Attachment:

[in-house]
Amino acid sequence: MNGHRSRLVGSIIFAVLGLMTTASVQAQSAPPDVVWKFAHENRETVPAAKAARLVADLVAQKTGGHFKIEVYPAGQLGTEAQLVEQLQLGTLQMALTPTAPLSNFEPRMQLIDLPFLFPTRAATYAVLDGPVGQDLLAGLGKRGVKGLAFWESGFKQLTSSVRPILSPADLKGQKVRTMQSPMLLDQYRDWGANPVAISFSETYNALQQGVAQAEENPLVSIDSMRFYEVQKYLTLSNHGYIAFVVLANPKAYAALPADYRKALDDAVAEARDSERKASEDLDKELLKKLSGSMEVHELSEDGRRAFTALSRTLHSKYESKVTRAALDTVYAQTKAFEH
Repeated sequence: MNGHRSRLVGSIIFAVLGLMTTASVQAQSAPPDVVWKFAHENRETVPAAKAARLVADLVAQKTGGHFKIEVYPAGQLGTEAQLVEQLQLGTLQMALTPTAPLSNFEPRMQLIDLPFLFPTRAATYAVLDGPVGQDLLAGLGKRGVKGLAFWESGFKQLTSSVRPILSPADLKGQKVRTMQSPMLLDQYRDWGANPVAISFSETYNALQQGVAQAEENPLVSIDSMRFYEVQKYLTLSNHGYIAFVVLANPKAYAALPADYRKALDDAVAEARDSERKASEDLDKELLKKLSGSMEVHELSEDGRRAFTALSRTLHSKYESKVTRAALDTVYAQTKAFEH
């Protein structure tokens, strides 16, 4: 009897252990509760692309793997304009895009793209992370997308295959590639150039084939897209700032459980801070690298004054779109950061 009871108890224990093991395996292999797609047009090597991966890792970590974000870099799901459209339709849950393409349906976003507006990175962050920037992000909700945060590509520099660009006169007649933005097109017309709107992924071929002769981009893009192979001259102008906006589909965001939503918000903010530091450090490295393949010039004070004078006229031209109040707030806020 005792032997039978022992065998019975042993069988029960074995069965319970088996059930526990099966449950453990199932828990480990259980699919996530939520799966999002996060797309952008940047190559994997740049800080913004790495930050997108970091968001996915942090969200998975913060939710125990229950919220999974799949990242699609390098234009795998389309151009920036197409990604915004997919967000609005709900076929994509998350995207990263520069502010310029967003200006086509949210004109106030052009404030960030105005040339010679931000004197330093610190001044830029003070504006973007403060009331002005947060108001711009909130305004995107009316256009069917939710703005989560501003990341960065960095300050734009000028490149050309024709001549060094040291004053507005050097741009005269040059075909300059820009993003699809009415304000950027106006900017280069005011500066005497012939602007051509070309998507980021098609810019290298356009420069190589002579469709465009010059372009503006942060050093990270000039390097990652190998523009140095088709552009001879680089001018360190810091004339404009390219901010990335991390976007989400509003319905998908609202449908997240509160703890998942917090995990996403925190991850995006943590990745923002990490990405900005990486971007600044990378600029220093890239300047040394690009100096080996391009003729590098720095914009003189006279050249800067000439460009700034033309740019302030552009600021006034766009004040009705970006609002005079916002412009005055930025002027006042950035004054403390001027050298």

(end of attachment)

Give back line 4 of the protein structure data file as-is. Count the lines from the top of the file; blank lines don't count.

């Protein structure tokens, strides 16, 4: 009897252990509760692309793997304009895009793209992370997308295959590639150039084939897209700032459980801070690298004054779109950061 009871108890224990093991395996292999797609047009090597991966890792970590974000870099799901459209339709849950393409349906976003507006990175962050920037992000909700945060590509520099660009006169007649933005097109017309709107992924071929002769981009893009192979001259102008906006589909965001939503918000903010530091450090490295393949010039004070004078006229031209109040707030806020 005792032997039978022992065998019975042993069988029960074995069965319970088996059930526990099966449950453990199932828990480990259980699919996530939520799966999002996060797309952008940047190559994997740049800080913004790495930050997108970091968001996915942090969200998975913060939710125990229950919220999974799949990242699609390098234009795998389309151009920036197409990604915004997919967000609005709900076929994509998350995207990263520069502010310029967003200006086509949210004109106030052009404030960030105005040339010679931000004197330093610190001044830029003070504006973007403060009331002005947060108001711009909130305004995107009316256009069917939710703005989560501003990341960065960095300050734009000028490149050309024709001549060094040291004053507005050097741009005269040059075909300059820009993003699809009415304000950027106006900017280069005011500066005497012939602007051509070309998507980021098609810019290298356009420069190589002579469709465009010059372009503006942060050093990270000039390097990652190998523009140095088709552009001879680089001018360190810091004339404009390219901010990335991390976007989400509003319905998908609202449908997240509160703890998942917090995990996403925190991850995006943590990745923002990490990405900005990486971007600044990378600029220093890239300047040394690009100096080996391009003729590098720095914009003189006279050249800067000439460009700034033309740019302030552009600021006034766009004040009705970006609002005079916002412009005055930025002027006042950035004054403390001027050298």